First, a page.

This symptomatology is usually not restored naturally, only if the aphasia is caused by a transient ischemic attack (TIA). Therefore the person must go to rehab so that the symptoms do not set in permanently.

      Differences between anomic aphasia and semantic aphasia

      Although with regard to the classification of aphasia, this is generally represented as independent, in clinical practice this type of aphasia usually occurs with semantic aphasia.

      Unlike anomic, semantic aphasia manifests itself in a deficit of understanding of logico-grammatical structures. In this aphasia, the person finds it impossible to understand the full meaning of a sentence and the relationship between the parts that make it up.

      At the level of oral or conversational language skills remain relatively preserved, Being very common the tendency to forget the words, hence the relation between these types of aphasias.

        Tests and diagnosis

        A number of assessment and diagnostic batteries are indicated to assess the language in all its aspects. Be particularly useful when making a first screening.

        One of the most famous tests is the Boston test, Among the objectives are:

        • Assessment of the person’s abilities in each of the areas of the language with the intention of developing a specific action plan.
        • Specification and diagnosis of a clinical picture, Thus specifying the site of the injury.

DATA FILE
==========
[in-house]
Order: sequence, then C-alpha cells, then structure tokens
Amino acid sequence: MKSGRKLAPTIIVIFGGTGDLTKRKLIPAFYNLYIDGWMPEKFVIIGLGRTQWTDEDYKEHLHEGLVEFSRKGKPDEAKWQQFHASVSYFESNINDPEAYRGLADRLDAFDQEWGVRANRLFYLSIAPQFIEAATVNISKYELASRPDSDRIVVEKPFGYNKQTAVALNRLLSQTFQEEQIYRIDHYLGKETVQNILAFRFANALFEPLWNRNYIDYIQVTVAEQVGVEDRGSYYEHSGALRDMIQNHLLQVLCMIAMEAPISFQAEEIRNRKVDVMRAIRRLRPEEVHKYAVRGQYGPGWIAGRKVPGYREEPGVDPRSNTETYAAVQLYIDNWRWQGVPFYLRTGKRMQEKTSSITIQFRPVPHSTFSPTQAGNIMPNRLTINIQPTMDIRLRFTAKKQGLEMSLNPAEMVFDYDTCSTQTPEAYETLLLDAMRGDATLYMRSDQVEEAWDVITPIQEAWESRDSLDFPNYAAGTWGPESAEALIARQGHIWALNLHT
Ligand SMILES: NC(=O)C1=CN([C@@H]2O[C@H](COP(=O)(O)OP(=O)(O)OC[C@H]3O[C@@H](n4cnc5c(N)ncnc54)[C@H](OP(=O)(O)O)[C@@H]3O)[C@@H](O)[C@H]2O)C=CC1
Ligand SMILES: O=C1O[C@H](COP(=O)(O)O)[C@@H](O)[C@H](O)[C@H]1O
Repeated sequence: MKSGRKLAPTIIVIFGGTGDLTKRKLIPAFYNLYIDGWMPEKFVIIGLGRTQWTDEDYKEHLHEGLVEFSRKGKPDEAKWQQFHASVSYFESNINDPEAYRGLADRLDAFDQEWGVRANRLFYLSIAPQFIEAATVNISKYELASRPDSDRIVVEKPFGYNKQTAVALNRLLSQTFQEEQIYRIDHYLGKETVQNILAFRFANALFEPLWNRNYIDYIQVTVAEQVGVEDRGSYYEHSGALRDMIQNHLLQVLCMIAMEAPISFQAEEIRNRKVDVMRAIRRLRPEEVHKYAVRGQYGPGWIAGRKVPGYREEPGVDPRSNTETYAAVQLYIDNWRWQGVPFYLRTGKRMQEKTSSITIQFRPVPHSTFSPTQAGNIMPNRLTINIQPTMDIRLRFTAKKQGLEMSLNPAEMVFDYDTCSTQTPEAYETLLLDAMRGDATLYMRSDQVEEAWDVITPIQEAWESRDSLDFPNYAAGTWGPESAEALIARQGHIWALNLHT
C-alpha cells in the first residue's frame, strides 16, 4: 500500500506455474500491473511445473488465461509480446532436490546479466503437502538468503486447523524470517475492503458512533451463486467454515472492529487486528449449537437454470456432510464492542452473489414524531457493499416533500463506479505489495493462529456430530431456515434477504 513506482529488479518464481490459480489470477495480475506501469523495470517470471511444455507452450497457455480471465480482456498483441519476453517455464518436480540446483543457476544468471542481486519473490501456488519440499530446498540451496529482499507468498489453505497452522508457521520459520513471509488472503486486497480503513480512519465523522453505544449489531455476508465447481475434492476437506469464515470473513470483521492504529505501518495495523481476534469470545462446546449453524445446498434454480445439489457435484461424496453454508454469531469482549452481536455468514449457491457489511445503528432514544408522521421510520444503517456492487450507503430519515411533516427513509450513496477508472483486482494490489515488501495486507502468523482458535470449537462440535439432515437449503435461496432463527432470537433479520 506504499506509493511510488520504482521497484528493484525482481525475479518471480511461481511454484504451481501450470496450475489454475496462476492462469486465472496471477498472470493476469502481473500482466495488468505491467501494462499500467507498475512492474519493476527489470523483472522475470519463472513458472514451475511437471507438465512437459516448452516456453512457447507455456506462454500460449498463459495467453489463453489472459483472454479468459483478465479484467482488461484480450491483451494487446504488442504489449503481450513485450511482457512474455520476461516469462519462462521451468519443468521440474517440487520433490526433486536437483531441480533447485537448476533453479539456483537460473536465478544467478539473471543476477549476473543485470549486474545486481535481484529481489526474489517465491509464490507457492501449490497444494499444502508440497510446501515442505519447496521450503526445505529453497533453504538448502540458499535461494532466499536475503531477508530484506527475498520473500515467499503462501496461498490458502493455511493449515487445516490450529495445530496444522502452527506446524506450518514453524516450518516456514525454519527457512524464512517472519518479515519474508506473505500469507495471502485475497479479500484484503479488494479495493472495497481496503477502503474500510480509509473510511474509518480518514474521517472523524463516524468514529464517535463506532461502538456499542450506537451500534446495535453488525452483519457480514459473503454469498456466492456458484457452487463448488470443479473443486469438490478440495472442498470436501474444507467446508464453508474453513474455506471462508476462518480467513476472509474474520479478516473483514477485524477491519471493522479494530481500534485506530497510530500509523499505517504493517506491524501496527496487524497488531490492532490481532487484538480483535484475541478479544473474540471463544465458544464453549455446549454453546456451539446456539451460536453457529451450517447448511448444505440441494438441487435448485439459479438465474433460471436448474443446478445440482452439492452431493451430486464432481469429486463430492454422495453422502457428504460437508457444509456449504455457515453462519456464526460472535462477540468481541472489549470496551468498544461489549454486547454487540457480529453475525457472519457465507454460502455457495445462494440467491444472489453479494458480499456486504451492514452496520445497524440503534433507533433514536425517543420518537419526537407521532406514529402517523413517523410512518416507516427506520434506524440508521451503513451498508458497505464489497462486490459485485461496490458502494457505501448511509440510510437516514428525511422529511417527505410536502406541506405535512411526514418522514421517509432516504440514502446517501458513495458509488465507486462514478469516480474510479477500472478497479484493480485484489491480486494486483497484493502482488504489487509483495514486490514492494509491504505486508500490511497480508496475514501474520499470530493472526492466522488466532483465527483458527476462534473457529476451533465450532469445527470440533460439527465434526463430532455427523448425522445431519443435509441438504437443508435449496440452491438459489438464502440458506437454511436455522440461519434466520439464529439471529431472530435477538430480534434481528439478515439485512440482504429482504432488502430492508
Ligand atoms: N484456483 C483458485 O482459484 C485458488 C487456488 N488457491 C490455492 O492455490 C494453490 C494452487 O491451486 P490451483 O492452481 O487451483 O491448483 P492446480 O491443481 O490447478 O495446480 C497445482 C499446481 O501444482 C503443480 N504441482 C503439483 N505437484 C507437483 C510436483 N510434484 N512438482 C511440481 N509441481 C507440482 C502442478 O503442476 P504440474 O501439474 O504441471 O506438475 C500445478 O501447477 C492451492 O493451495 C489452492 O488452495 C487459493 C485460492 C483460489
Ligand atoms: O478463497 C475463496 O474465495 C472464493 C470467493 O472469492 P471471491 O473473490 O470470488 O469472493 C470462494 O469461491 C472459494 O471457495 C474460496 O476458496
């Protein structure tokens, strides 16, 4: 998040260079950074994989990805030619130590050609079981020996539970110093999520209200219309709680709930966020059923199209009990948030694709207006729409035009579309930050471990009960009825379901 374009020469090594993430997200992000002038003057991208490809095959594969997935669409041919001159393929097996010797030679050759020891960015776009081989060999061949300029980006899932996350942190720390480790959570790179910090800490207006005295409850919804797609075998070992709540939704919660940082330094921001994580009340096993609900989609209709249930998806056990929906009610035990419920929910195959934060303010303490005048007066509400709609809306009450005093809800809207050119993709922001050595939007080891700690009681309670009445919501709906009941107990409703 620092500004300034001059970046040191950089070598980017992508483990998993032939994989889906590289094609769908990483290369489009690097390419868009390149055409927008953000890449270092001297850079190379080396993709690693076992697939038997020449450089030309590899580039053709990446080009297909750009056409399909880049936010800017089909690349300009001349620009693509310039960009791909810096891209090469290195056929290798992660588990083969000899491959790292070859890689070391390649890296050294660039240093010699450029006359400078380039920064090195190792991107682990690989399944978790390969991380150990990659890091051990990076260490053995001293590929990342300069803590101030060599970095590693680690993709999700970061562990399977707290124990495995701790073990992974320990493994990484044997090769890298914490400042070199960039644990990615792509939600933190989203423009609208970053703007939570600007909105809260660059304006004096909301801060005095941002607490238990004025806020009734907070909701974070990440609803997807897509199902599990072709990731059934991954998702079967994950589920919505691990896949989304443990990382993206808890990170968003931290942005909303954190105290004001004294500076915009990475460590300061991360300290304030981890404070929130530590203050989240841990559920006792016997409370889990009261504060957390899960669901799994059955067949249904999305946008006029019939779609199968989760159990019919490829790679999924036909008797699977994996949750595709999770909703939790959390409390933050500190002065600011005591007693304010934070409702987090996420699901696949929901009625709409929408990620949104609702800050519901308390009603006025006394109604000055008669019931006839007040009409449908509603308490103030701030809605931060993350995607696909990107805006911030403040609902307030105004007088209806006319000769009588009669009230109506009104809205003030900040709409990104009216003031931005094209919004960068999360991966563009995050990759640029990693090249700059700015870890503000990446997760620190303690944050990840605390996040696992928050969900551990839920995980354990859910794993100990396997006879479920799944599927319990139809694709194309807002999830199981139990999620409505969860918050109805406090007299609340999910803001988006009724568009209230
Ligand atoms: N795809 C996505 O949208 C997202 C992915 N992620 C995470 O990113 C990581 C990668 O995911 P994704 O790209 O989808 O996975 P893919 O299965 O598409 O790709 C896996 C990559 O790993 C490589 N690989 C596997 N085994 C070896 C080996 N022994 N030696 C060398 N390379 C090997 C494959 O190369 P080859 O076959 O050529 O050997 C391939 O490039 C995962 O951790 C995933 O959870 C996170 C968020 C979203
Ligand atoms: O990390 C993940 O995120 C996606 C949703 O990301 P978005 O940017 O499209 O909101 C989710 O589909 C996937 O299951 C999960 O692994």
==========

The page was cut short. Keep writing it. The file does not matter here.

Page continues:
• Assessment of the patient’s degree of deficit.

        There are also a number of specific tests which only examine specific aspects of the language, and which can be helpful in developing a plan of action tailored to the person’s needs.

        Some of these tests are:

        • Totem test for the assessment of oral comprehension
        • Pizzamilio test for the evaluation of syntactic comprehension
        • Boston vocabulary test that specifically studies naming
        • Audrey Holland test to assess communication skills in everyday life
        • CADL test for the specific assessment of communication skills beyond the specific alterations of speech.

        Intervention and treatment

        After the diagnosis, it is essential to develop an intervention or rehabilitation program that allows the patient to develop in his daily life in the most bearable way possible.

        As anomic aphasia is usually accompanied by symptoms typical of other aphasia, rehabilitation exercises should be accompanied or supplemented by other interventions. In this way, the patient manages to improve his access to the lexicon, improve the designation of objects, increase their command of speech and, therefore, increase their resources to interact with other people in their daily life

        Therefore, there are a number of goals to be achieved while treating amnesic aphasia:

        • Provide skills for language improvement
        • Relearn the everyday language
        • Provide psychological support to the patient

        Ask relatives of the patient to communicate effectively with him

        Leave a Comment